How Twitter wants to prevent the takeover by Elon Musk with a "poison pill".

Short message service

How Twitter wants to prevent the takeover by Elon Musk with a "poison pill".
STORY: Twitter is using a so-called "poison pill" to defend itself against a takeover by Tesla boss Elon Musk. The US group announced on Friday that it was launching a frequently used procedure that is intended to make it difficult for large investors to increase their stake. The regulation should apply for one year and take effect if someone gains control of 15 percent or more of the shares without the consent of the group's management. Musk currently controls a good nine percent of Twitter shares. According to Forbes, Musk is the richest man in the world at $265 billion. He wants to buy and delist Twitter for $41.4 billion. This should enable the service to realize its potential as a "platform for free speech around the world," according to Elon Musk.


The short message service Twitter is fighting a takeover by tech billionaire Elon Musk. The online service strengthened the rights of current shareholders on Friday.
The online service Twitter is defending itself against the attempted hostile takeover by the technology entrepreneur Elon Musk. The board of directors approved a plan that strengthens the rights of current shareholders, the US company announced on Friday. Musk, who recently joined Twitter as a major shareholder, is making it more difficult for him to buy up the rest of the company's shares.
The plan is said to allow shareholders to purchase additional shares at a lower price. It is also planned that in the event of a possible takeover of the company through the large-scale purchase of shares, the buyer will have to pay a so-called control premium to the other shareholders. This is a contribution that is above the market value of the shares.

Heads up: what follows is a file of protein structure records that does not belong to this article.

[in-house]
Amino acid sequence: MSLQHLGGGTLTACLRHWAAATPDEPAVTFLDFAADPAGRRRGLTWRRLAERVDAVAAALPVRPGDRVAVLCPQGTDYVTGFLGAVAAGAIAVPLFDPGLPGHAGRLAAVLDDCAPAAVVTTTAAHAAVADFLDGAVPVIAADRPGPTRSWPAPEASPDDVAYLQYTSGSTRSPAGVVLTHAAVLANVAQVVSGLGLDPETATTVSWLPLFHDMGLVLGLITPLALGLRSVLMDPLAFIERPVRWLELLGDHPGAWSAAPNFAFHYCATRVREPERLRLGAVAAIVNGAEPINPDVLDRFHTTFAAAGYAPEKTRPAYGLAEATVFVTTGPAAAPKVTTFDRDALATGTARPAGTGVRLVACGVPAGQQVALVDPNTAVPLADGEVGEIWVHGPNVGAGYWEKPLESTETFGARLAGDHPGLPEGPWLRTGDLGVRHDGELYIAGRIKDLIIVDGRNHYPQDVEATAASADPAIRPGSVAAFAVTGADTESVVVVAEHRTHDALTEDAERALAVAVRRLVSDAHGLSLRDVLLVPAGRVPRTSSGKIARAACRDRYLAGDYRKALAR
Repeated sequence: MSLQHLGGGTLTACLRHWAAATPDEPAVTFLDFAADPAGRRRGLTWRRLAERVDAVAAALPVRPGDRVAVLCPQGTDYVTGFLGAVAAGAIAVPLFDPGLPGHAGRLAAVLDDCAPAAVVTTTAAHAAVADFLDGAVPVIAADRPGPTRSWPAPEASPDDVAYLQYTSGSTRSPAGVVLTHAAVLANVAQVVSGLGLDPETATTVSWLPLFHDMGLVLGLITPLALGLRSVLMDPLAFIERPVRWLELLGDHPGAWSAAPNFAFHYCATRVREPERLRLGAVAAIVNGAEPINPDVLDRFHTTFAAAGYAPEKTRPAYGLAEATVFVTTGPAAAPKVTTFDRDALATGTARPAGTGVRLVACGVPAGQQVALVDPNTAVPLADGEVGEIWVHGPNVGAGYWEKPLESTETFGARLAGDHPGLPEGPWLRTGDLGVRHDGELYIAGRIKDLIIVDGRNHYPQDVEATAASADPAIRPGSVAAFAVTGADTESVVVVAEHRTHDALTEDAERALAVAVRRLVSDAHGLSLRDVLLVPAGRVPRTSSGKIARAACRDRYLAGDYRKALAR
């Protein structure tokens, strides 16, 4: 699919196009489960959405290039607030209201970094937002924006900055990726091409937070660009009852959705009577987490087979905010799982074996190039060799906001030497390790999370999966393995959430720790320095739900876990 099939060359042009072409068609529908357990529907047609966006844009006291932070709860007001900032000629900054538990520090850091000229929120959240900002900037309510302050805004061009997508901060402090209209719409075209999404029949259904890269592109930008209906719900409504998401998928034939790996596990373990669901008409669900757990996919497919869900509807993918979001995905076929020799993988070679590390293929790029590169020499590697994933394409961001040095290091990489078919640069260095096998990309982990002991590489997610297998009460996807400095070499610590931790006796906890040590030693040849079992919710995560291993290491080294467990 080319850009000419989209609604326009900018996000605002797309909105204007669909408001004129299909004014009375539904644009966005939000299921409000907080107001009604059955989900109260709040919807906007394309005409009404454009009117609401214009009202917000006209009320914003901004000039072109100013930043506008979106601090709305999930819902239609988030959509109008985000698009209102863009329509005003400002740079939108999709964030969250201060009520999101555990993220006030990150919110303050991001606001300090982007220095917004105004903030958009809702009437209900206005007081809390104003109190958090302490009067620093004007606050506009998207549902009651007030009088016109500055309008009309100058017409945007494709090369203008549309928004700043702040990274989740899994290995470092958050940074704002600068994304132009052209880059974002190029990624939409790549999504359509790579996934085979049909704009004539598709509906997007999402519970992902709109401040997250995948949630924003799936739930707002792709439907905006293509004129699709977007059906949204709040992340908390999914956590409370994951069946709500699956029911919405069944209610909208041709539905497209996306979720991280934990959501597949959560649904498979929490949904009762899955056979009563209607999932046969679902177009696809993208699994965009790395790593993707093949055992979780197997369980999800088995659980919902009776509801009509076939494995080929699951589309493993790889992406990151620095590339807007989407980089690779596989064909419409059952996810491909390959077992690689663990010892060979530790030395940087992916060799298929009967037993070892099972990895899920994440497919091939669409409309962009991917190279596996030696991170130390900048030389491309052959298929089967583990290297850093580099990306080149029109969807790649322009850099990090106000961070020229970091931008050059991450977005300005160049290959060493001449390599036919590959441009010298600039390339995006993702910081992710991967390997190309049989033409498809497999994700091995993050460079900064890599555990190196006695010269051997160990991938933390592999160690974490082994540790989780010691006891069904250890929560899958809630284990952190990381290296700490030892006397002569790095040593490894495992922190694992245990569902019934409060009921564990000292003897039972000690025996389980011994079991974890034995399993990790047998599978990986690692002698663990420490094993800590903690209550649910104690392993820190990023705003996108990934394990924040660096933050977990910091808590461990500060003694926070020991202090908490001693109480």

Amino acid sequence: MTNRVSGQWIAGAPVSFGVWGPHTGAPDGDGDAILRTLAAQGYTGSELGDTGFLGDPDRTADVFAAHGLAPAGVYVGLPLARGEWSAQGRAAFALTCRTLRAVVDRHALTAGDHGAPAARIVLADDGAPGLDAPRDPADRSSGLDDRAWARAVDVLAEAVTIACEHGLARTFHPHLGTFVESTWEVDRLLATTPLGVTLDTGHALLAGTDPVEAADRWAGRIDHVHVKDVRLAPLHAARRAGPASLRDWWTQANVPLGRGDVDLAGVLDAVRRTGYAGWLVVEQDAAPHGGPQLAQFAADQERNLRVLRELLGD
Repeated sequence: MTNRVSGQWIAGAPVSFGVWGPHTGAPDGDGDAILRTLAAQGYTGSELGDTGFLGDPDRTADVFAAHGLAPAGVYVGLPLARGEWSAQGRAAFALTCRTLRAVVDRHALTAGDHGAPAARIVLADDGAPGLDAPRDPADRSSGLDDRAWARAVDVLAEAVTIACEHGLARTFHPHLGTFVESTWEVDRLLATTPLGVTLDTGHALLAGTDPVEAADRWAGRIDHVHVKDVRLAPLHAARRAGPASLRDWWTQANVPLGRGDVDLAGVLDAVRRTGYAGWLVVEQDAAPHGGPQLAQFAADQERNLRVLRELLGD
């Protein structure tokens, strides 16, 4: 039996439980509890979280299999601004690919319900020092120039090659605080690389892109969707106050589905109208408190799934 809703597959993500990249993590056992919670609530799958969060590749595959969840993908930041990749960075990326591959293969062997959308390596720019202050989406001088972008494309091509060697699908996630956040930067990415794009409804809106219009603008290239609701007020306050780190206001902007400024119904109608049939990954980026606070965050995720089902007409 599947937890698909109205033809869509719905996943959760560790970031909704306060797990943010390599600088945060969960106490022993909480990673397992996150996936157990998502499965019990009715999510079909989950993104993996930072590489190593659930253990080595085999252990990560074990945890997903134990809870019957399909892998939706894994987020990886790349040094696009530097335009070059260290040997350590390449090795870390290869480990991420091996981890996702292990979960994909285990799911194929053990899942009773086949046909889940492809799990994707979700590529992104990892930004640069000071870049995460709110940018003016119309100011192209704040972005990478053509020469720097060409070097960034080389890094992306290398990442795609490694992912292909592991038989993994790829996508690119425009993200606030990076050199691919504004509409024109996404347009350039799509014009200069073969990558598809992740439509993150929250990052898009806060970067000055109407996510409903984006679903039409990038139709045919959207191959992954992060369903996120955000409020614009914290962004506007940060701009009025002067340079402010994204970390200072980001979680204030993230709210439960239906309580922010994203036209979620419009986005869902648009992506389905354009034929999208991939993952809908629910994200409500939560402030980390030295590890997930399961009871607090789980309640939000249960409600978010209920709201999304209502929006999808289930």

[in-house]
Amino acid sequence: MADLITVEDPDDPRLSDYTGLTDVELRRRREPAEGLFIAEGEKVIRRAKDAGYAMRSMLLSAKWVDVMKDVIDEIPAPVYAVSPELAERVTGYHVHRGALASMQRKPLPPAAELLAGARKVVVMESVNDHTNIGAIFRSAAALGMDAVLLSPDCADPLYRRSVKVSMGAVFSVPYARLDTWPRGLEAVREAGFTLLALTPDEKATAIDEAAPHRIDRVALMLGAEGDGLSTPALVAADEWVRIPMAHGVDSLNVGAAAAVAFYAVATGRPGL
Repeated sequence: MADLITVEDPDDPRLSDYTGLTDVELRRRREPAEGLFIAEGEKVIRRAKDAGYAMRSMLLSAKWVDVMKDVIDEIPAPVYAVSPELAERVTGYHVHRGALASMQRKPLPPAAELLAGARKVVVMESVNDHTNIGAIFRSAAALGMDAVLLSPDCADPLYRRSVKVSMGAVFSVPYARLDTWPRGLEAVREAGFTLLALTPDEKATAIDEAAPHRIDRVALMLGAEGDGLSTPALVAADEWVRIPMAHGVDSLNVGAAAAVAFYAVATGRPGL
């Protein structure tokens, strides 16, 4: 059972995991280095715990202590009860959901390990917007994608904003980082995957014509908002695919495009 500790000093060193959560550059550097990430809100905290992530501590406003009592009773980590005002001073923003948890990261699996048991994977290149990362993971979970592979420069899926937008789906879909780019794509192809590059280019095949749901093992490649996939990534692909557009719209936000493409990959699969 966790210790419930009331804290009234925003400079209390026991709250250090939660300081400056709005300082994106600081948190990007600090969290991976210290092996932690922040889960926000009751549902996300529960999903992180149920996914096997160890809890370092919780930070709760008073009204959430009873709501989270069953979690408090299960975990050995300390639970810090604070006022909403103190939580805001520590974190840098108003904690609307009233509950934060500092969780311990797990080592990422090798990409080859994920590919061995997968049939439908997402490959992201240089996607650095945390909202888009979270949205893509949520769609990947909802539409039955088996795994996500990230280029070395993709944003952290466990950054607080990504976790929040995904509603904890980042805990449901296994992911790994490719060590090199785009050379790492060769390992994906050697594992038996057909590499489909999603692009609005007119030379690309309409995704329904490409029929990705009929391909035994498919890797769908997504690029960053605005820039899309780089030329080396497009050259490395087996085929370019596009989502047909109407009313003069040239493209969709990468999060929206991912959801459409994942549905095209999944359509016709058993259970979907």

Elon Musk warns Twitter of consequences

The approved plan will reduce the likelihood that "any institution, person or group" will gain control of the company through the acquisition of shares on the open market without paying a "reasonable control premium" to all shareholders, Twitter said.
The plan is said to come into effect if an investor buys more than 15 percent of the company's shares without board approval. Musk currently holds about 9 percent. Musk didn't comment directly on the board's plans. However, he warned on Twitter that the board of directors would face "gigantic" legal liability if they rejected Musk's offer against the interests of shareholders.
Analyst Dan Ives said the company's management's move "is not viewed positively by shareholders." On the one hand there is a threat of a dilution of the shares, but also a general signal of hostility towards a takeover of the company. He called a court challenge to the plan "likely."

PayPal, Tesla, SpaceX




Musk, the founder of the electric car manufacturer Tesla and the space company SpaceX, had announced the previous day that he wanted to buy all remaining Twitter shares at a price of 54.20 dollars (49.69 euros) after becoming a major shareholder in Twitter. Musk put the value of Twitter at around $43 billion.

Musk with doubts

However, the star entrepreneur admitted on Thursday that he was "not sure" that he would succeed in taking over Twitter. It is questionable how he intends to finance the business, since his capital is mainly tied up in shares in his own companies.
Some investors had also spoken out against the proposal, including Saudi Prince Alwaleed bin Talal. Morningstar Research analysts said "the probability that Twitter will accept the offer is probably less than 50 percent".
The question is also how Musk would run the platform after an acquisition. While he advocates transparency in the algorithm that controls the display of posts and the greatest possible freedom of expression, others fear for social cohesion if Twitter again allows controversial expressions of opinion such as that of the banned ex-US President Donald Trump.



Elon Musk



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